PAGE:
Bringing Melbourne’s omics experts together
There is no shortage in innovative healthcare research projects that are currently being undertaken by teams of experts across Melbourne’s many hospitals, research institutes and universities.
But making collaboration between these diverse teams as easy as possible is critical unlocking the full capabilities in the emerging field of multi-omics research.
Associate Professor Kaylene Simpson, head of the Victorian Centre for Functional Genomics at the Peter MacCallum Cancer Centre and Chair of the MACH Omics committee, says a huge variety of projects are possible.
“Multi-omics projects, combining fields such as genomics, metabolomics and transcriptomics, need a wide range of expertise and equipment to undertake.
“Melbourne has everything needed to be a leader in multi-omics research, provided that everyone is aware of the full capabilities of what is possible.”
Building these connections is the goal of a new directory of resources developed by the MACH Omics group that is now available to access.
Potential of omics
Each of the omics – epigenomics, genomics, metabolomics, microbiomics, lipidomics, proteomics and transcriptomics – is a fully-fledged area of research that requires significant investments in both technology and people to undertake.
Multi-omics research, a field that has seen significant development over the last several years, takes data from two or more of these branches to search for new identifiable aspects of disease, biomarkers and avenues for study.
“Around the world we’re seeing a major increase in the number of multi-omics projects that are being undertaken, including here in Melbourne,” says Simpson.
“What we are building is an environment where researchers who want to undertake this work, especially across the fields of cancer, rare diseases and infectious diseases, know the full capabilities of what is available in Melbourne.”
To encourage this collaboration, the MACH Omics group has developed the MACH Omics Directory.
The centralised directory, which is freely accessible online, provides a searchable database of the capabilities and resources available in omics across the research facilities and universities affiliated with MACH.
Researchers can sort the directory by equipment, capability, organisation and individual omics area.
Each listing includes a detailed explanation of the capabilities of each facility are, the equipment available, how to go about accessing it.
“We hope that this directory will inspire researchers to think about how they might work together and collaborate on new projects,” says Simpson.
Multi-omics work across MACH partners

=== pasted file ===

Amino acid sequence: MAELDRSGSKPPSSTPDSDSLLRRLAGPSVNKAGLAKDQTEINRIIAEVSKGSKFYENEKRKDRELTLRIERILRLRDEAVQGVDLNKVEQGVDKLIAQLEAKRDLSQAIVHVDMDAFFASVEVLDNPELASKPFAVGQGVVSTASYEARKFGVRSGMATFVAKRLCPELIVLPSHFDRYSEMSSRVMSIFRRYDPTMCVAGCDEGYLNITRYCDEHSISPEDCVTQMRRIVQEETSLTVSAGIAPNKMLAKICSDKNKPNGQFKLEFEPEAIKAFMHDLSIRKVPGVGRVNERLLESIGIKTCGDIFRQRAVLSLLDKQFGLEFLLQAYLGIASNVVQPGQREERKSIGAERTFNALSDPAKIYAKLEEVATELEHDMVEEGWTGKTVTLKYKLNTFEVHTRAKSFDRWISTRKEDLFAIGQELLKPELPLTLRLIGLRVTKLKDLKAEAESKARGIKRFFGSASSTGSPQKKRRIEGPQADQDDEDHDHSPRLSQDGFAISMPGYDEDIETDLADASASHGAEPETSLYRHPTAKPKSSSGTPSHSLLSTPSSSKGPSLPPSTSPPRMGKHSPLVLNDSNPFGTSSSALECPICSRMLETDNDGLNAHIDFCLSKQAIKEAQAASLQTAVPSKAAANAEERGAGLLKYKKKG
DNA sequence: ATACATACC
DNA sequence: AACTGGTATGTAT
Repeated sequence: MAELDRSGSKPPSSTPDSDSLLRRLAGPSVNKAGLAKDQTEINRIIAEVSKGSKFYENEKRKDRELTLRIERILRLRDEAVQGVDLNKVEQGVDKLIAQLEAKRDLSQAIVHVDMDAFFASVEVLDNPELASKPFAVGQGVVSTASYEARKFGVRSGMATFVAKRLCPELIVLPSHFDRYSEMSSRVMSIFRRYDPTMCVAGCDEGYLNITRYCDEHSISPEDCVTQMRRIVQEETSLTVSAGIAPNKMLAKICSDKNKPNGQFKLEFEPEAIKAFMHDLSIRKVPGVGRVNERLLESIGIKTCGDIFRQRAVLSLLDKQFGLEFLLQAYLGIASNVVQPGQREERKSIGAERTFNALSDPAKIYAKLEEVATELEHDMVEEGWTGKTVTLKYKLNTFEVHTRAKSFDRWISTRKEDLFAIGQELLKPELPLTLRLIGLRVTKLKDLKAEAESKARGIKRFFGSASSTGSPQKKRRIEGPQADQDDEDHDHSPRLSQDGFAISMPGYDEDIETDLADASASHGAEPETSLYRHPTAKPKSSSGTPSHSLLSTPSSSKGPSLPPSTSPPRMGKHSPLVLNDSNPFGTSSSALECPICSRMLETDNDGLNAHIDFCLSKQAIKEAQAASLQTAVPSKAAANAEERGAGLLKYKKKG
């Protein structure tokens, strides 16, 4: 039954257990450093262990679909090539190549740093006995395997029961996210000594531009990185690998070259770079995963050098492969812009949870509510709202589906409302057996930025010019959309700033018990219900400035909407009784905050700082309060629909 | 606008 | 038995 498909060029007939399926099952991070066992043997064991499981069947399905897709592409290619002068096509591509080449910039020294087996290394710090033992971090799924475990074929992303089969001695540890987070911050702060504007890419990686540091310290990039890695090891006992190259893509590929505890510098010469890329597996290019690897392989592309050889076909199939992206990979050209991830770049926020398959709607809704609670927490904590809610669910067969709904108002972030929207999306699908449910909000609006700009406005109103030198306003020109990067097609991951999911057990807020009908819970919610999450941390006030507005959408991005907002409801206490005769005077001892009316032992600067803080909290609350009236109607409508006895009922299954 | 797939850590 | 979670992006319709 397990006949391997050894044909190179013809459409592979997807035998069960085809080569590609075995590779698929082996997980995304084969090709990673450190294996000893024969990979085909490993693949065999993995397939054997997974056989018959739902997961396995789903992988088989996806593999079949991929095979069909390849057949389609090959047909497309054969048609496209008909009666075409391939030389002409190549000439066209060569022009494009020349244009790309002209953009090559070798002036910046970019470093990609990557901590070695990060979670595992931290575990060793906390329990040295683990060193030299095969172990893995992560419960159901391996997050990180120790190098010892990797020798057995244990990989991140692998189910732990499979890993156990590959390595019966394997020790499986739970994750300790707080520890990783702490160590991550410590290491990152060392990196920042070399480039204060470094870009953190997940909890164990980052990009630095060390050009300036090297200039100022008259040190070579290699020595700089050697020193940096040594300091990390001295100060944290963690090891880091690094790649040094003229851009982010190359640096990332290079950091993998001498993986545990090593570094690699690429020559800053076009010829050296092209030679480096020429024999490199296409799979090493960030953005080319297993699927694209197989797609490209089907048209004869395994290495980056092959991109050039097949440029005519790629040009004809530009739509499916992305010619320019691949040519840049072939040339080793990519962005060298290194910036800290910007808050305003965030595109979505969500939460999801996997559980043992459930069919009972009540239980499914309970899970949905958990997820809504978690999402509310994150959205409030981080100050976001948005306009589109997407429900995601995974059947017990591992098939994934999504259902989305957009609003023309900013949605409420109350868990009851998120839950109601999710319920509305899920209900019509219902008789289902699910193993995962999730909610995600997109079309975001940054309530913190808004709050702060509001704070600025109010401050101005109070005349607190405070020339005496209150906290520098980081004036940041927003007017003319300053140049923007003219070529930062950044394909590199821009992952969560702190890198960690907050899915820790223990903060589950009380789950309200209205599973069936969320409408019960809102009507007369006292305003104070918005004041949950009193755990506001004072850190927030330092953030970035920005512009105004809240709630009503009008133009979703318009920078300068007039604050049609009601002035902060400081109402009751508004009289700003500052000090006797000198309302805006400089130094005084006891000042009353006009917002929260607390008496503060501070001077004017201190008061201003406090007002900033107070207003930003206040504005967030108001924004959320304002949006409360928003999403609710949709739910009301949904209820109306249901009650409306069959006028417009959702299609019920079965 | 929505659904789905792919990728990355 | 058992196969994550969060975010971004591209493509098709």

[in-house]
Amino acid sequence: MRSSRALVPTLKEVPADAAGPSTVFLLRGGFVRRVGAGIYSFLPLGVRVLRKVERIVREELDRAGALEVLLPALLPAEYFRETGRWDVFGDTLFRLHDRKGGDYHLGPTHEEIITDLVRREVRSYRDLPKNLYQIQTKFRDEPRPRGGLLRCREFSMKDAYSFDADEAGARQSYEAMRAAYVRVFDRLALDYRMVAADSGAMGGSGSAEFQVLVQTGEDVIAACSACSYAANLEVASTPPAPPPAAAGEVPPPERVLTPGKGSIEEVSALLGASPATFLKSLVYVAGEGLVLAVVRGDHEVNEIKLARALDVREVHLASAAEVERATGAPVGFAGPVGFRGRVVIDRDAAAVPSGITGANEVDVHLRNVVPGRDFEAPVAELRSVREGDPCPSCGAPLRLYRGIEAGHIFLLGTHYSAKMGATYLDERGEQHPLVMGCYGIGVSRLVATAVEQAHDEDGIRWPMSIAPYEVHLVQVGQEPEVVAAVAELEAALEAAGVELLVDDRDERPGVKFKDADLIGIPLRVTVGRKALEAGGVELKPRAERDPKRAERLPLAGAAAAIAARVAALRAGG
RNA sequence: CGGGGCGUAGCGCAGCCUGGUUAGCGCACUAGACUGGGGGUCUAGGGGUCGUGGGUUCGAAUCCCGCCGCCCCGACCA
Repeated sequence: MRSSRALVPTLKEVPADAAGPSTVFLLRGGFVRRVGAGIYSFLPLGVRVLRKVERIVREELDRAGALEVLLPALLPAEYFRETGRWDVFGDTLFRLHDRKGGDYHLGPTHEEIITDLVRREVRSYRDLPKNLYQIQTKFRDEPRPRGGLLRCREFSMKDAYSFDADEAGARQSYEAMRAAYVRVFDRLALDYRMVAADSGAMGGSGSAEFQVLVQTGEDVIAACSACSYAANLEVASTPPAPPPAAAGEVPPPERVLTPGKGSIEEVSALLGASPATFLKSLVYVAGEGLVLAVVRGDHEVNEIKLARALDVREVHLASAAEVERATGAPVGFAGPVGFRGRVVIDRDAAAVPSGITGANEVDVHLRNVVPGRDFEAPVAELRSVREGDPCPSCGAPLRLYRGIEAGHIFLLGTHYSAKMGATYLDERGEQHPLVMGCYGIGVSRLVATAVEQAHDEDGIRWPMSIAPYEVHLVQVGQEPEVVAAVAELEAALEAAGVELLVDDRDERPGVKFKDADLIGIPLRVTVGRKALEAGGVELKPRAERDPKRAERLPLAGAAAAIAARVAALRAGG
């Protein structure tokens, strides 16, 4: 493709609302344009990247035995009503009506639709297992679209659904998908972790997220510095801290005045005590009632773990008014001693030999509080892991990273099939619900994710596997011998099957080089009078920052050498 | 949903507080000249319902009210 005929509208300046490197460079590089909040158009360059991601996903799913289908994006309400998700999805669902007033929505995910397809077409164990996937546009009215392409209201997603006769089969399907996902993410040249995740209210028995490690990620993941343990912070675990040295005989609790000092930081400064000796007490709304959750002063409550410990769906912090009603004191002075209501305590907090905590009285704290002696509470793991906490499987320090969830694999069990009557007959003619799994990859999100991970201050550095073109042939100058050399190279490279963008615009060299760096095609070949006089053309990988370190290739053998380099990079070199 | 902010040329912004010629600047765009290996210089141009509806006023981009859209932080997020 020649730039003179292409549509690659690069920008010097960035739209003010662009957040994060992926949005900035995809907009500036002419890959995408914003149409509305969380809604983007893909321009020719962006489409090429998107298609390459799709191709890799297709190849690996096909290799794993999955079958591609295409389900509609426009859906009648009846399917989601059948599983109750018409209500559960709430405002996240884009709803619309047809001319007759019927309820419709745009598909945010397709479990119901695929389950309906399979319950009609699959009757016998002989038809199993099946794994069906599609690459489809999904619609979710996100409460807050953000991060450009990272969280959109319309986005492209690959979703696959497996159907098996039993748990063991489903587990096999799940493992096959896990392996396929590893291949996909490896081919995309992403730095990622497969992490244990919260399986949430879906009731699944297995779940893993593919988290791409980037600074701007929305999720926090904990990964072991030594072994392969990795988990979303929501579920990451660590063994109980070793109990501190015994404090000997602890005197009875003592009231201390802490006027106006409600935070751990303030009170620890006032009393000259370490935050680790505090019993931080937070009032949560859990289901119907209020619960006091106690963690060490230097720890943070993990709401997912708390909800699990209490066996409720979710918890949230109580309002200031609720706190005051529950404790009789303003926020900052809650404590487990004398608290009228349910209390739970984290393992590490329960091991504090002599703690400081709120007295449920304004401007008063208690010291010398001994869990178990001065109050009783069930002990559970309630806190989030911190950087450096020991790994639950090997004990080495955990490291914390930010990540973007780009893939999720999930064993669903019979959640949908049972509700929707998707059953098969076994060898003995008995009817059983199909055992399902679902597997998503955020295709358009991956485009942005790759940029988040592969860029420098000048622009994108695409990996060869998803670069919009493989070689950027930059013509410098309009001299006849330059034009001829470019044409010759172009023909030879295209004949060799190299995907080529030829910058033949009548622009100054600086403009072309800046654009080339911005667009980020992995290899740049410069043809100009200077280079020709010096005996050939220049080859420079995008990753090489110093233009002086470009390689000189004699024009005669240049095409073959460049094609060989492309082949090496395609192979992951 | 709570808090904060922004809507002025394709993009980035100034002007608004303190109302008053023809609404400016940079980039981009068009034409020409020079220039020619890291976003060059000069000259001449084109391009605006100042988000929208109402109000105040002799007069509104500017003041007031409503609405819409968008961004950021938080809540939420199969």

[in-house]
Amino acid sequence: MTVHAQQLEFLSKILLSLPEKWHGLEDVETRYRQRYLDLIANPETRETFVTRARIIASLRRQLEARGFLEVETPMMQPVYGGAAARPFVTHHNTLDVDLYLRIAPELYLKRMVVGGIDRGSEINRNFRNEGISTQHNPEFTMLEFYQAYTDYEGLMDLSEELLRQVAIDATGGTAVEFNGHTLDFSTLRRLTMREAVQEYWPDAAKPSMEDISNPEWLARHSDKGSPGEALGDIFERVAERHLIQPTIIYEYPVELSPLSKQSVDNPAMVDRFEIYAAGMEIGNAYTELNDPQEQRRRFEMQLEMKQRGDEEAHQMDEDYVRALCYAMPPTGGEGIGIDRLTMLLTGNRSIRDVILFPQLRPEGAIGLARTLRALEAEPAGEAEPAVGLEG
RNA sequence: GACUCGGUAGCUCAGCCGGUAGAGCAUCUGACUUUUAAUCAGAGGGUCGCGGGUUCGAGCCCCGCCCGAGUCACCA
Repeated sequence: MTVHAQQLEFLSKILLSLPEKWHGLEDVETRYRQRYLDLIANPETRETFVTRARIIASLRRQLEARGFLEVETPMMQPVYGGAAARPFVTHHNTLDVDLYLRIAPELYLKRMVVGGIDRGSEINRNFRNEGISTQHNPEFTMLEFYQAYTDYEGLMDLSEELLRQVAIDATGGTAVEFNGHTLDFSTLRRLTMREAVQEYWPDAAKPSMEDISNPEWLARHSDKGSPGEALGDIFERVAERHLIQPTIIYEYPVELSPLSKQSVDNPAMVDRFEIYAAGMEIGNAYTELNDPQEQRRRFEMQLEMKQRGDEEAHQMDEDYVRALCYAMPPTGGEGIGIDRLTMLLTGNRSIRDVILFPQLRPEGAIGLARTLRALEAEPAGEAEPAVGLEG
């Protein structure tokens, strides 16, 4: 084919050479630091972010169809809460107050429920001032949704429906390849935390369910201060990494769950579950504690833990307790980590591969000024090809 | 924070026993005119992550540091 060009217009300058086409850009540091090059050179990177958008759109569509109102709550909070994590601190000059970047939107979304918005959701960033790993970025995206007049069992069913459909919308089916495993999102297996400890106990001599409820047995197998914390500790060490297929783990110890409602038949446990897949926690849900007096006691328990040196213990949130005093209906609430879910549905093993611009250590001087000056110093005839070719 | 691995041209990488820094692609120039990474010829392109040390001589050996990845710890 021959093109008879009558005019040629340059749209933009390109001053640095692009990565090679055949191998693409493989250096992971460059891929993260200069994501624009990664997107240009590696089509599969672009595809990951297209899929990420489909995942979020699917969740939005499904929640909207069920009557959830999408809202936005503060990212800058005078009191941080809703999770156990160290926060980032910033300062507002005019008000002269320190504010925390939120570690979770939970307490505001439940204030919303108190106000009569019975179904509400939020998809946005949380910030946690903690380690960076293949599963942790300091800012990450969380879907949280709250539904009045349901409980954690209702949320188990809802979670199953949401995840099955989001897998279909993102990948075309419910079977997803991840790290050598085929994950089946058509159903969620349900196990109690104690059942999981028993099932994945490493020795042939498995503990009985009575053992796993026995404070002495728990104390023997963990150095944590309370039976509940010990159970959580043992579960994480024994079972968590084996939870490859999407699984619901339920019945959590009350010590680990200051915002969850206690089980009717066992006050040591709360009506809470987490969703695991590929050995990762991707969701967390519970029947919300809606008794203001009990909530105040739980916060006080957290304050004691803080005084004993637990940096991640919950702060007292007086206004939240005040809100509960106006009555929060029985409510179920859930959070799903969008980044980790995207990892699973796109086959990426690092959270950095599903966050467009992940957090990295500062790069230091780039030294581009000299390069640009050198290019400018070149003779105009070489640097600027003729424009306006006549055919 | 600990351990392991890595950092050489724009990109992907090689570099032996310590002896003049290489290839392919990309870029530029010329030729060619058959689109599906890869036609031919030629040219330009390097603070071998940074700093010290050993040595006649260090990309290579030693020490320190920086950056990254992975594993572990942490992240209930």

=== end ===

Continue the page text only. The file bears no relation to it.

There are already several multi-omics projects being supported by the MACH Omics group that illustrate both the potential and capability of the expertise on offer across MACH partners.
Associate Professor Marie-Liesse Asselin-Labat, Joint Division Head of Personalised Oncology at WEHI, is leading a project looking for new ways to improve responses to immunotherapy among lung cancer patients by looking at the communication between tumour and immune cells.
The project takes a spatial multi-omic approach combining spatial proteomic, transcriptomics and genomics analyses of non-small cell lung cancer samples.
Associate Professor Sarah Dunstan, Senior Research Fellow at the Doherty Institute, is leading a separate project looking for a method to identify the between 5 and 10% of people who develop Tuberculosis (TB) after being infected with the Mycobacterium tuberculosis bacteria.
Dunstan and her team are using multi-omic data from bio-banked TB samples to identify both diagnostic and predictive biomarkers of the disease.
“Identifying predictive markers that distinguish recent infection and those at greatest risk of future disease, could be a game changer for TB control,” says Dunstan.
“The critical mass of expert clinicians and scientists in Melbourne, as well as the available technological infrastructure, make us well positioned to capitalise on the opportunities of multi-omics research.”
And Professor David Thorburn, co-Group Leader of Brain & Mitchondrial Research at the Murdoch Children’s Research Institute, is combining genomics, RNAseq and proteomics to improve how inherited rare diseases are diagnosed.
“Genomics has transformed diagnosis of thousands of rare diseases, but we still only get a diagnosis for half the patients we suspect,” says Thorburn.
“Adding in multi-omics means we can test thousands of RNAs and proteins too, and reach for the goal of diagnosing every patient with a rare disease.
“Individual omics technologies are already providing major insights into health and disease but we are just on the cusp of true computational integration of multi-omics, which will take the impact to another level entirely.”
Simpson says that for researchers looking to undertake similar projects, particularly if their home institution does not have the full capabilities they need, can use the MACH Omics Directory identify potential opportunities for collaboration. “We’re hopeful that the directory will help people think of ambitious new projects that are not possible to undertake on their own.”
MACH’s Omics Group is hosting the Multi-Omics in Action Webinar on Friday 19 August, 2022. Register below to hear about the exciting multi-omic and multi-institutional approaches to addressing rare disease, cancer and infectious disease from leading MACH partner researchers.
MACH Multi-Omics in Action Webinar
This webinar will showcase an exciting multi-omic and multi-institutional approach to addressing rare disease, cancer and infectious disease from leading MACH partner researchers. A panel session allows for interactive discussion.
WHEN: Friday 19th August 2022 11:30am-1:00pm